• Regulation of Civilian Possession of Small Arms and Light Weapons

      Miller, D.; Cukier, W.; Vázquez, H.; Watson, C. (International Alert, Saferworld and University of Bradford, Department of Peace Studies, Centre for International Co-operation and Security., 2002)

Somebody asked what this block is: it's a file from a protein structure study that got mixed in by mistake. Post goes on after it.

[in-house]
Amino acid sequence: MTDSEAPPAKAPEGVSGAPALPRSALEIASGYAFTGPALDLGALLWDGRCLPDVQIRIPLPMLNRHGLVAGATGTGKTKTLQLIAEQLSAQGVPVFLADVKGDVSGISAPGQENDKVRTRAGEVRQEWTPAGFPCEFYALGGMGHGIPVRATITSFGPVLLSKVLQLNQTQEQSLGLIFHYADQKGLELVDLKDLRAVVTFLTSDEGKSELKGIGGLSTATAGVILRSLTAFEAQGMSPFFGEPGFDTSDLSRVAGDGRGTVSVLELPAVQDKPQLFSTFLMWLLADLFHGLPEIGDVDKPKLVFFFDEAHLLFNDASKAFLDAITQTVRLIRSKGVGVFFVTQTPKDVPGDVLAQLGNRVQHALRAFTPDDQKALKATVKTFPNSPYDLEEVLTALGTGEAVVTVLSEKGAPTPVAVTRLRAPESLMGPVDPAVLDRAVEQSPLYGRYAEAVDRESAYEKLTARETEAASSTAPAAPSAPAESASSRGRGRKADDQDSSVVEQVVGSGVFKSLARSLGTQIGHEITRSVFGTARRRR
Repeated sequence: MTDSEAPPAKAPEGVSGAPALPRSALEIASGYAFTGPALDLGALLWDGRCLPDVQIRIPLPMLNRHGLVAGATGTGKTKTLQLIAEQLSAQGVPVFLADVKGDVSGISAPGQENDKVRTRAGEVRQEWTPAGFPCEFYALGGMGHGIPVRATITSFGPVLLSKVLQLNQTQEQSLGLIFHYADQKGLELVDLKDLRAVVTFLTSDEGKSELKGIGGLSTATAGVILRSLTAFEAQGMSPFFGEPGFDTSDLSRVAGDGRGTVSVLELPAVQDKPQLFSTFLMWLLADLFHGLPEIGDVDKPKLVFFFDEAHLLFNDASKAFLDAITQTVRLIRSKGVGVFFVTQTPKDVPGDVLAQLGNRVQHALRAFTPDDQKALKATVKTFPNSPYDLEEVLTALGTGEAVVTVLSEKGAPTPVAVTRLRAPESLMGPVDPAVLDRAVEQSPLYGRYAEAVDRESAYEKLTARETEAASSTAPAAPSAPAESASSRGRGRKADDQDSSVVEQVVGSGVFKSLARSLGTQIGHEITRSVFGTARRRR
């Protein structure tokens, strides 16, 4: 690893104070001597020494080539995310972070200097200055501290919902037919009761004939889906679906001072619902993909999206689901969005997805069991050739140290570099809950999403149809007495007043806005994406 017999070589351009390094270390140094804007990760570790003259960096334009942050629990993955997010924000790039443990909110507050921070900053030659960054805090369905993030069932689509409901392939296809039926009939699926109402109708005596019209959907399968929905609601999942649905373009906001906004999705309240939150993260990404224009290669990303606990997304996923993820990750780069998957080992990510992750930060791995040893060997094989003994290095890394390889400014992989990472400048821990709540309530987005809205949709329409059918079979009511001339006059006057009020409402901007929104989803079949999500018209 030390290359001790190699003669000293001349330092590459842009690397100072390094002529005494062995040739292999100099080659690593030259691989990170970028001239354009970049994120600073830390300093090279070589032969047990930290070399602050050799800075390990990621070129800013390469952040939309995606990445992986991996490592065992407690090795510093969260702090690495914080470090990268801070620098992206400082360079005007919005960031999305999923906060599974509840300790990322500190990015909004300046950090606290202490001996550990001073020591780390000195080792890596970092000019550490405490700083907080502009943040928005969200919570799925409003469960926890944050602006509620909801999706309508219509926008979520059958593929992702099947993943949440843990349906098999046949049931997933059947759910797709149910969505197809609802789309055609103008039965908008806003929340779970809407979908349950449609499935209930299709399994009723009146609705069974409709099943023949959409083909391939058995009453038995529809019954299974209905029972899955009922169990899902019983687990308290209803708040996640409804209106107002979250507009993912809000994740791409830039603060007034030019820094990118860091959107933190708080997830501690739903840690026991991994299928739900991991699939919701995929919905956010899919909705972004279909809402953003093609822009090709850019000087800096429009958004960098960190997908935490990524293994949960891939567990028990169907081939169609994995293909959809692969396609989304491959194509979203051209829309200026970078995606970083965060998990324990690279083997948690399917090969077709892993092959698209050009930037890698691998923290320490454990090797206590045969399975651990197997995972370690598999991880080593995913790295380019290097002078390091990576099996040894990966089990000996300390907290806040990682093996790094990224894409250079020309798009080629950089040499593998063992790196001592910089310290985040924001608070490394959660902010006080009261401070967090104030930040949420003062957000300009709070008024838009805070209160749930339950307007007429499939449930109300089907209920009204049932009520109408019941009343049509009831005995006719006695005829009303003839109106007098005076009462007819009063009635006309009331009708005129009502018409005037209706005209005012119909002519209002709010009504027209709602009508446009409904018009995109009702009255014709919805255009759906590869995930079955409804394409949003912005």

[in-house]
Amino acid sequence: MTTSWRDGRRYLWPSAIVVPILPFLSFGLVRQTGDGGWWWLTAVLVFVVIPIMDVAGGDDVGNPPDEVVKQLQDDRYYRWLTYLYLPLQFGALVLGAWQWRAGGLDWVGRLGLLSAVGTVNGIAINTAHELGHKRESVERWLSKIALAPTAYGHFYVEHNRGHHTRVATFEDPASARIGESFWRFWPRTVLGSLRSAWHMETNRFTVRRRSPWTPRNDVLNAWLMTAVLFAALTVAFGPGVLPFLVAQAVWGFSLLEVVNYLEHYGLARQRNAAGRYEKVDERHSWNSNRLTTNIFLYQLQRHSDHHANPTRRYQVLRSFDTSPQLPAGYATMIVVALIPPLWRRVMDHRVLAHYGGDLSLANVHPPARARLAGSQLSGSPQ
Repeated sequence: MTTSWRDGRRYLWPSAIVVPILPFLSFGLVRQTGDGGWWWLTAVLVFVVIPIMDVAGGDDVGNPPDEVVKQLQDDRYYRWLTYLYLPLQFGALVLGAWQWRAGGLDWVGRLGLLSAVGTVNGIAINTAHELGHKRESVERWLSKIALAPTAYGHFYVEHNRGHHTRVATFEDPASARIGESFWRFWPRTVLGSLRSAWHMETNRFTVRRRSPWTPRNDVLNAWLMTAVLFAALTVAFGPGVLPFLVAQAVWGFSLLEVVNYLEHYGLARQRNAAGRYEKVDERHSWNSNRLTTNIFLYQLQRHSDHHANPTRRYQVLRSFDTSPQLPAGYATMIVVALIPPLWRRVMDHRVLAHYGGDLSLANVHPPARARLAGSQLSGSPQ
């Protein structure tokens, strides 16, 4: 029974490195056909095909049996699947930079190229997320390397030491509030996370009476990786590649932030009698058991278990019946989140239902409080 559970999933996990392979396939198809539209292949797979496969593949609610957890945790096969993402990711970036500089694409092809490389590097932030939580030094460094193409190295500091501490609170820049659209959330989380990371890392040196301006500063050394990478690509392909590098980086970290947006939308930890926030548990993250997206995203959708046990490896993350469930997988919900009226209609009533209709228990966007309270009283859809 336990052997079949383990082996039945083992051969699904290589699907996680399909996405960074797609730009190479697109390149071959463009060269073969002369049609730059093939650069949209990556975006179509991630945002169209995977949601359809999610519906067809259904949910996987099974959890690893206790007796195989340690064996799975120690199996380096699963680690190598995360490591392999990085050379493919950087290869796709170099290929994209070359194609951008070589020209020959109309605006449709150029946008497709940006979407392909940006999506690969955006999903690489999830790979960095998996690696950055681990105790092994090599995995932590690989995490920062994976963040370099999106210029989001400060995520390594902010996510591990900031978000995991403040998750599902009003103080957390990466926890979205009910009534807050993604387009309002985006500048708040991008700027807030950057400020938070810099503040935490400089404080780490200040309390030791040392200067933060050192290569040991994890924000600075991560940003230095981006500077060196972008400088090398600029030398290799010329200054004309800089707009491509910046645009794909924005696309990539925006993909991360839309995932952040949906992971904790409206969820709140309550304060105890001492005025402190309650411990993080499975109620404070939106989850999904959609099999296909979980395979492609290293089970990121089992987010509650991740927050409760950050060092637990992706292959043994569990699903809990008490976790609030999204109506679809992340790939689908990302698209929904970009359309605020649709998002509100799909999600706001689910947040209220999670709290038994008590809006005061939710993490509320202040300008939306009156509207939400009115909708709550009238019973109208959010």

The majority of small arms and light weapons currently in circulation are in civilian possession1. An estimated fifty-nine percent of weapons around the world are in civilian hands and in some regions such as Europe this is closer to eighty per cent.2 While the majority of these arms are used for lawful purposes a significant percentage are not. The misuse of these arms by civilians can cause major damage to people¿s livelihoods, health and security as well as broader repercussion such as hampering economic, social and political development and the provision of health care. One of the more controversial outcomes of the UN Small Arms conference was the failure of states to explicitly commit to more effective regulation of civilian possession and use of small arms and light weapons (SALW). Despite clear evidence of the opportunities for diversion of SALW from civilian possession to illicit trade and the serious impact of this on human security, opposition from some states to any mention of this issue within the Programme of Action (PoA) prevented the inclusion of language concerning the regulation of privately owned SALW. Nevertheless, the Programme of Action does contain limited provisions including the criminalisation of illicit possession of SALW and a requirement that states ensure responsibility for SALW issued by them. This Policy Briefing elaborates on how these and other international commitments should be interpreted and implemented so as to enhance human security.